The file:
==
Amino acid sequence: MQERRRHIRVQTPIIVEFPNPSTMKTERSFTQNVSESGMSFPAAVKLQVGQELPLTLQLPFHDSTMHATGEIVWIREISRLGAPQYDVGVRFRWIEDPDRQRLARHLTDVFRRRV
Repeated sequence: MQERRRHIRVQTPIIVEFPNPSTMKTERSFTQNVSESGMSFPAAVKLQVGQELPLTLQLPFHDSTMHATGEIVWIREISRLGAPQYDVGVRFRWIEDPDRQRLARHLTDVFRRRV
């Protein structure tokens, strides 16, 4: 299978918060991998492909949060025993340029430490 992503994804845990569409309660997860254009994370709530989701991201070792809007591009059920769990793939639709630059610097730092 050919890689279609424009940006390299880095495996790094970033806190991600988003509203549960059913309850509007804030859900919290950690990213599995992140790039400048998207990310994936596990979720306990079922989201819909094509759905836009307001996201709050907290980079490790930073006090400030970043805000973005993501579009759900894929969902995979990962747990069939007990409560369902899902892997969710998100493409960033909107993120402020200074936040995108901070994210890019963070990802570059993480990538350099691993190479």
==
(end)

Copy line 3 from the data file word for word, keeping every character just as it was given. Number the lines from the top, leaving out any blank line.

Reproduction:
């Protein structure tokens, strides 16, 4: 299978918060991998492909949060025993340029430490 992503994804845990569409309660997860254009994370709530989701991201070792809007591009059920769990793939639709630059610097730092 050919890689279609424009940006390299880095495996790094970033806190991600988003509203549960059913309850509007804030859900919290950690990213599995992140790039400048998207990310994936596990979720306990079922989201819909094509759905836009307001996201709050907290980079490790930073006090400030970043805000973005993501579009759900894929969902995979990962747990069939007990409560369902899902892997969710998100493409960033909107993120402020200074936040995108901070994210890019963070990802570059993480990538350099691993190479």